Why UK consumers are yet to embrace smart meters
Smart meters are supposed to help you save money, as well as being great for the planet. So why are UK consumers so reluctant to get them? Let’s find out more.
The stats tell a bleak story. Ten years on from the start of the UK’s smart meter rollout and only 42% of homes and businesses have had one installed. Even worse, around one-fifth of those meters aren’t running in smart mode. It’s fair to say that the rollout has not gone to plan so far, with technical problems, budget difficulties and the COVID pandemic all having an impact. However, one of the main obstacles to the rollout has been that Britons are not that interested in getting them. If the target of getting a smart meter into every home and business by 2025 is going to be achieved, the powers that be have some serious work to do.
In this article, we’ll look at some of the reasons why consumers have not yet been won over by the smart meter rollout.
It should be so simple. Energy companies will come to your house or business and install a smart meter, free of charge. Once you have a smart meter, you can use it as a guide to help you use less energy, which is good for your bank balance and the planet. What’s not to like?
In reality, quite a lot. The installation process is not simple at all. It takes at least half a day for the installer to rip out your old meters, replace them with new ones, then connect the smart monitor. It’s understandable that many people don’t fancy taking half a day away from work just to get a smart meter put in.
This problem has been exacerbated during the pandemic, as consumers have been justifiably reluctant to let strangers into their homes.
What’s the point?
Another reason UK consumers have not rushed to get smart meters is that they don’t understand the benefits. This is because no one has communicated with them on the advantages of smart meters.
Once you have your smart meter, it’s up to you to monitor your energy usage and act on the information your meter gives you. A smart meter only helps you use less energy if you’re willing to put in the effort to check it regularly. Unfortunately, most people have got better things to do.
Also, people don’t like to feel like they’re being watched. Seeing your smart meter start flashing red when you put the kettle on can be quite unsettling. Many people would rather not know.
Savings? What savings?
Most consumers will not have seen their energy bills go down, even if they have a smart meter. In fact, their bills have likely gone up.
While energy companies install smart meters free of charge, the consumer ends up paying for them in the end. The smart meter rollout is budgeted to cost £11 billion. This cost will be passed on to consumers through higher bills with hidden admin charges.
It has also emerged that energy companies are not offering their lowest tariffs to smart meter customers. Plus, some smart meters stop working if you switch energy suppliers to try and get a better deal.
Bad news travels fast. People who have had bad experiences with smart meters will tell their friends, who will then not want to get one.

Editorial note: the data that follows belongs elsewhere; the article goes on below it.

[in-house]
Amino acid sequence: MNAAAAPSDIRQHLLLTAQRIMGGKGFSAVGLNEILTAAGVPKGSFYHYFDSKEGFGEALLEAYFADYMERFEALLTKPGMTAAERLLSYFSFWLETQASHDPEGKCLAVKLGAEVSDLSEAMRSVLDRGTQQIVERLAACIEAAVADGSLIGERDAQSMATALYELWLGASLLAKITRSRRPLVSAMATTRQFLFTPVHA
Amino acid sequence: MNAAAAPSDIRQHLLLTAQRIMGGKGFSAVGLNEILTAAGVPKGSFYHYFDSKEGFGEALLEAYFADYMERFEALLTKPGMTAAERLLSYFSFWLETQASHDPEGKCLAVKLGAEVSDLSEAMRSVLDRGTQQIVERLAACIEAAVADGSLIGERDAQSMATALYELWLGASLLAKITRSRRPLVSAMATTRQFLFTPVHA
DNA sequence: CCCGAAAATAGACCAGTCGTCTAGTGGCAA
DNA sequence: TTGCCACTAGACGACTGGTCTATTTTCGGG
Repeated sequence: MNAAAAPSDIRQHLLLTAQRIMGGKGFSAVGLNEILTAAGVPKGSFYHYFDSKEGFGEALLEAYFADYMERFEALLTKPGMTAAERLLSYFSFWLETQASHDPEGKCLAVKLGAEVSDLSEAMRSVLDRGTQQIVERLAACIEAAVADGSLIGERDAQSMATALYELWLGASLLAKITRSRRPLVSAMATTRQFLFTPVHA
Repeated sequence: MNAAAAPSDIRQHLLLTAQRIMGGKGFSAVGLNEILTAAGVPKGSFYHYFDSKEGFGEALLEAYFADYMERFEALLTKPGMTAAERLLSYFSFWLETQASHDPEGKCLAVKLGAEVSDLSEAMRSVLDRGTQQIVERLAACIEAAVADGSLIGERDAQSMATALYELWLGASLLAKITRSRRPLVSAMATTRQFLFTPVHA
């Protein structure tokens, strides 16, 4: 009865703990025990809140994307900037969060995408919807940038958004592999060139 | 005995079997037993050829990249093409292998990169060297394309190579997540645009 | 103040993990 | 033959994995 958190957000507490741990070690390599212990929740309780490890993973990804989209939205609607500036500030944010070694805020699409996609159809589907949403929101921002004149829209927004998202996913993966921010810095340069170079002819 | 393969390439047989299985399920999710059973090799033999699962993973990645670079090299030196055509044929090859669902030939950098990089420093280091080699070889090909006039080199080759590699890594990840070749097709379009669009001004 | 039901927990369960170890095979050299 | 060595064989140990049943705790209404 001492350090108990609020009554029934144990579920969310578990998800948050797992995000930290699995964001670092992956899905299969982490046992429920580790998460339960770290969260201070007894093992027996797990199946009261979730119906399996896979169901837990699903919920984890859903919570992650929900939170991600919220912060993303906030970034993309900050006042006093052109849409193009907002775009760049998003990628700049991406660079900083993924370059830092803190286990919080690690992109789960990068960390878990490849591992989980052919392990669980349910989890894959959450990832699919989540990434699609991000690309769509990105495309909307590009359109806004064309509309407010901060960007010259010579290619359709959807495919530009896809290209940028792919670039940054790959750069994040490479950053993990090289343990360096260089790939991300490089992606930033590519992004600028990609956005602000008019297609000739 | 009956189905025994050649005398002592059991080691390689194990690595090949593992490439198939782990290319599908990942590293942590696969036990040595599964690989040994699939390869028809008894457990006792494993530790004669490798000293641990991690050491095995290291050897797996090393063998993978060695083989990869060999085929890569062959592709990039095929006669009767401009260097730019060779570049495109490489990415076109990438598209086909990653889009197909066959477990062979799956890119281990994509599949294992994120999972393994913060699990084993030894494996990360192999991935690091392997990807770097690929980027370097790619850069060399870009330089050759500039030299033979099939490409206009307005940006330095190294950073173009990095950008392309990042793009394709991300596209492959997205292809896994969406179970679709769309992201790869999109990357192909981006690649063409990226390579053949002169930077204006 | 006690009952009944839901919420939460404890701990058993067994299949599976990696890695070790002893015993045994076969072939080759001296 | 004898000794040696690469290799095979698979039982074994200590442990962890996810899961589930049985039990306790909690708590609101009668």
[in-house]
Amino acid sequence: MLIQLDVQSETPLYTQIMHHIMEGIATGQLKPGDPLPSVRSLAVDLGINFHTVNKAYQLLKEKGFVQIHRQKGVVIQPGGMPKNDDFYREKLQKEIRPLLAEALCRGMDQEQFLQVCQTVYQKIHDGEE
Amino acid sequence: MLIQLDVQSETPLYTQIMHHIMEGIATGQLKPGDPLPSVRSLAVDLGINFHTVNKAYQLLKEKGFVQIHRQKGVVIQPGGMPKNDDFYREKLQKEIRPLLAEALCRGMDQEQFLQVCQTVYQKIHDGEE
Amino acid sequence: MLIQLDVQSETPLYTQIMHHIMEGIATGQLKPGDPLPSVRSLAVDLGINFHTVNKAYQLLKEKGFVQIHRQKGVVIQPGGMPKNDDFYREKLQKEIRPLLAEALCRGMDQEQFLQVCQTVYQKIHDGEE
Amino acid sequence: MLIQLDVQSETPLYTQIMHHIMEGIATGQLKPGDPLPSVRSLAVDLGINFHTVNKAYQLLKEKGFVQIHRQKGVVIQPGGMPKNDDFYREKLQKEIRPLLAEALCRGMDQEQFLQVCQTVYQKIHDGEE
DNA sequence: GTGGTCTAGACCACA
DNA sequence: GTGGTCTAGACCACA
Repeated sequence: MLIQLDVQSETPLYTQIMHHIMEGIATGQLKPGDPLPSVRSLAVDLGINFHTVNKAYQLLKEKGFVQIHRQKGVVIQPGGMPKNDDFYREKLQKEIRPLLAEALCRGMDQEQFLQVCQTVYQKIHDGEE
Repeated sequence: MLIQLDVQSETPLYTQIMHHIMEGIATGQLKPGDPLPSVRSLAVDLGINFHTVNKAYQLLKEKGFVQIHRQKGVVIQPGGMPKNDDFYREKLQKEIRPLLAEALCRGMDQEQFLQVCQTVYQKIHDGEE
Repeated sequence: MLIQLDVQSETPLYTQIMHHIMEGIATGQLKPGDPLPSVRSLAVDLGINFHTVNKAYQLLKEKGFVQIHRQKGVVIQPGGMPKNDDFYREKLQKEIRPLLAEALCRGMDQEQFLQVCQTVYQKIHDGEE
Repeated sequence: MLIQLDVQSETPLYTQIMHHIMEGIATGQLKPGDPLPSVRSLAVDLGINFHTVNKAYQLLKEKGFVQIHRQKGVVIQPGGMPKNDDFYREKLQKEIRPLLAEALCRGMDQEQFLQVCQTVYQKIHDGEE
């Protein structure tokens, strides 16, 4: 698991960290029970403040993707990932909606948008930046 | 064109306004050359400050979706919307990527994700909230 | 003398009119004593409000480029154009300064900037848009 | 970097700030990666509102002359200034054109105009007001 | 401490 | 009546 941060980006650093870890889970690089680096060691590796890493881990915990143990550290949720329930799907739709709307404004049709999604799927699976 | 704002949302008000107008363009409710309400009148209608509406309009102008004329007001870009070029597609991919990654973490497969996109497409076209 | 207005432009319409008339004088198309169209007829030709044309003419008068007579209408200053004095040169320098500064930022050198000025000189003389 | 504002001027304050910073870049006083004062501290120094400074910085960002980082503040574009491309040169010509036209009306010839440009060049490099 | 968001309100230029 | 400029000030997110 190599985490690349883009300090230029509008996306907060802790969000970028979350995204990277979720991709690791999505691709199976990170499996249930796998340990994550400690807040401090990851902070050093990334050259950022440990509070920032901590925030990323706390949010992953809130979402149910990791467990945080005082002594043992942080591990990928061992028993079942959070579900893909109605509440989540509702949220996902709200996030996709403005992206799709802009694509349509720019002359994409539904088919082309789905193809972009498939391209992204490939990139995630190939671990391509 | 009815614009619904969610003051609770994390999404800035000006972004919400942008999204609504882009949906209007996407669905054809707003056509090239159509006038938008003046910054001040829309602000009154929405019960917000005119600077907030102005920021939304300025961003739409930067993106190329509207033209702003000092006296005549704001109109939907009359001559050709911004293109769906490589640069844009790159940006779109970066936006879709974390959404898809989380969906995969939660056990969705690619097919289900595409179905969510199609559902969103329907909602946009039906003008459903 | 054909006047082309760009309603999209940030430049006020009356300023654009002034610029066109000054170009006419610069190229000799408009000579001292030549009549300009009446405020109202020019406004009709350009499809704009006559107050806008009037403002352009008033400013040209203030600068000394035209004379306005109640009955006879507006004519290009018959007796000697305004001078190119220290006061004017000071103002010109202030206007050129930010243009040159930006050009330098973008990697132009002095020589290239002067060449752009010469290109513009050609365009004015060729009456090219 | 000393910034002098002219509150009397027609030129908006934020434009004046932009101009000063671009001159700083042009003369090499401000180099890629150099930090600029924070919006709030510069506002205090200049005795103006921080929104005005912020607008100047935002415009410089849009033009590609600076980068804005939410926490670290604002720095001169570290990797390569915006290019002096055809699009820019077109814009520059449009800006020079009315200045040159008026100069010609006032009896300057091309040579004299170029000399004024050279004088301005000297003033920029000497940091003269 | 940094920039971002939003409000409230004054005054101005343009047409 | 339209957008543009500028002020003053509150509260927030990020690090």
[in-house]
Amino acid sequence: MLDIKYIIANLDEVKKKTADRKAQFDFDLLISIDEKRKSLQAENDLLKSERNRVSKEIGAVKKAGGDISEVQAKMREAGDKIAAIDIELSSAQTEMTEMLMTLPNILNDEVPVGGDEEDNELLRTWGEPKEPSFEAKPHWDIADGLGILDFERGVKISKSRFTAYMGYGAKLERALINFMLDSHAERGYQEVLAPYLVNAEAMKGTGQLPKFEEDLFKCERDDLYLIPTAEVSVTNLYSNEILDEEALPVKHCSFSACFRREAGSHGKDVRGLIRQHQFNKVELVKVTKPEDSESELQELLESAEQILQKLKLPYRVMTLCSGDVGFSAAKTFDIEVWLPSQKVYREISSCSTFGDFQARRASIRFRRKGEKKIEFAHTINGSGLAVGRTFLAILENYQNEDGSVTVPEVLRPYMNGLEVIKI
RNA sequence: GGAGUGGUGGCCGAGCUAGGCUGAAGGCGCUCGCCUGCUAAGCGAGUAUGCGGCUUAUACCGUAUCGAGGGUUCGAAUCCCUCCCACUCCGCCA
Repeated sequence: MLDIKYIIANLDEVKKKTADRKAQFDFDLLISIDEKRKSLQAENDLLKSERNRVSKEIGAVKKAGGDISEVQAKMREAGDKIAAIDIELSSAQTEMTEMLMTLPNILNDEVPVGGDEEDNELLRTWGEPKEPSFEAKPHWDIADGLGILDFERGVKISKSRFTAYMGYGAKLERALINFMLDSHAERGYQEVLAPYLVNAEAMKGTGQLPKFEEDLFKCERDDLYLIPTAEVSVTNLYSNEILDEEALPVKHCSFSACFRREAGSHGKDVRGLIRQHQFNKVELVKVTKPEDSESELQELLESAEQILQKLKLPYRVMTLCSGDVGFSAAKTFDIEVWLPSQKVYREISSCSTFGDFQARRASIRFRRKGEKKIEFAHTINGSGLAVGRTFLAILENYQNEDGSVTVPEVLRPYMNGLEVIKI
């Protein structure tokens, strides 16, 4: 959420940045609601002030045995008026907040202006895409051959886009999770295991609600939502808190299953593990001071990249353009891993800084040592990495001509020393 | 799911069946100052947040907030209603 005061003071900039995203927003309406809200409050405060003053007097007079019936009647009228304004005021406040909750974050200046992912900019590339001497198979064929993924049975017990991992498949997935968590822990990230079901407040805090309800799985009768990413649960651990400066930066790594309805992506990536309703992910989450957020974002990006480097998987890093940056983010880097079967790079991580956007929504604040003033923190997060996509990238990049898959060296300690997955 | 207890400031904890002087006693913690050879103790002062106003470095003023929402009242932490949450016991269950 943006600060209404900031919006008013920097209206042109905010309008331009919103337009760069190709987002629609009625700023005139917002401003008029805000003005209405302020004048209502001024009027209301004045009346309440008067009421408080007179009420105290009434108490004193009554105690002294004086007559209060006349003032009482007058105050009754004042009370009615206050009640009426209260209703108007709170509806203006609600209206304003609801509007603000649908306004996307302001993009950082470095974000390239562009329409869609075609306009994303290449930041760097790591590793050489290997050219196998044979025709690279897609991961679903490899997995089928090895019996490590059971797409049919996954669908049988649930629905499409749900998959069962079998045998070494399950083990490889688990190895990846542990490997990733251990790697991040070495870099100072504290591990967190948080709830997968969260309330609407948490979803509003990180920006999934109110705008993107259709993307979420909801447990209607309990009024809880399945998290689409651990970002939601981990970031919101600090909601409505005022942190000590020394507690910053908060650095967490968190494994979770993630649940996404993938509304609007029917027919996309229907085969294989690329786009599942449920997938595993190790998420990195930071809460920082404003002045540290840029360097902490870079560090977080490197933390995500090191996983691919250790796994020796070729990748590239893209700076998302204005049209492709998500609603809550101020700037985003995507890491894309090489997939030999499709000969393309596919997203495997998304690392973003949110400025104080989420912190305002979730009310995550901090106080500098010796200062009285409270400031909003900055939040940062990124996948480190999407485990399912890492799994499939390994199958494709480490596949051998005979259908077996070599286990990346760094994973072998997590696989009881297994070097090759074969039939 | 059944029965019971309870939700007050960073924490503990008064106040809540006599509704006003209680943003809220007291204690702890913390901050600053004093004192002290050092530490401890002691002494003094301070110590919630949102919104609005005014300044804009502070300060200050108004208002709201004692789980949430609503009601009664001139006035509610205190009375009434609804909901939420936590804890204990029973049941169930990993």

All the news around the smart meter rollout has been bad. It began with technical problems. The first generation of smart meters, known as SMETS1, shipped with a fault that caused them to stop working if you switched energy suppliers. Many of these meters have been ripped out and replaced with the next generation of meters (SMETS2), but the publicity around them was terrible.
There have also been shortages of meters due to problems with the manufacturers, budget increases, and numerous extensions to the target deadline. Currently, the date for completion of the rollout is 2025, but many experts doubt that the energy companies can hit this target.
All this bad news has cast a cloud around the smart meter rollout. It’s understandable that consumers don’t want to be associated with it.
Bad for business
It’s not just homeowners who have been reluctant to get smart meters installed – business owners have been equally reticent.
The prospect of getting a smart meter is even less interesting for businesses. Under the terms of the rollout, companies don’t get a smart meter monitor that displays energy use in real-time as homeowners get. Instead, businesses can only get this data from energy suppliers on request.
In addition, businesses need someone to monitor their energy usage and make recommendations if they are to reap any benefits. It’s no surprise that this is not a priority.
What can be done?
To win over the UK’s consumers and get the rollout back on track, the energy industry needs to overhaul the entire process. They should:
- Fully communicate the benefits of getting a smart meter, so customers will want to get one
- Engage better with smart meter users so they can make the most of their meter
- Incentivise getting a smart meter by offering better tariffs to smart meter users (not worse tariffs, as they are currently doing)
Another idea that we regularly promote is shelving the smart meter rollout altogether, offering smart meters only as replacements when your existing meter reaches the end of its life. This plan would eliminate the hassle of getting an extra installation and give customers and energy companies one less thing to think about.
If smart meters are really the key to lowering the UK’s carbon emissions, as the government likes to promote, more needs to be done to get UK consumers to embrace them. It will be interesting to see what happens.[/vc_column_text][/vc_column][/vc_row]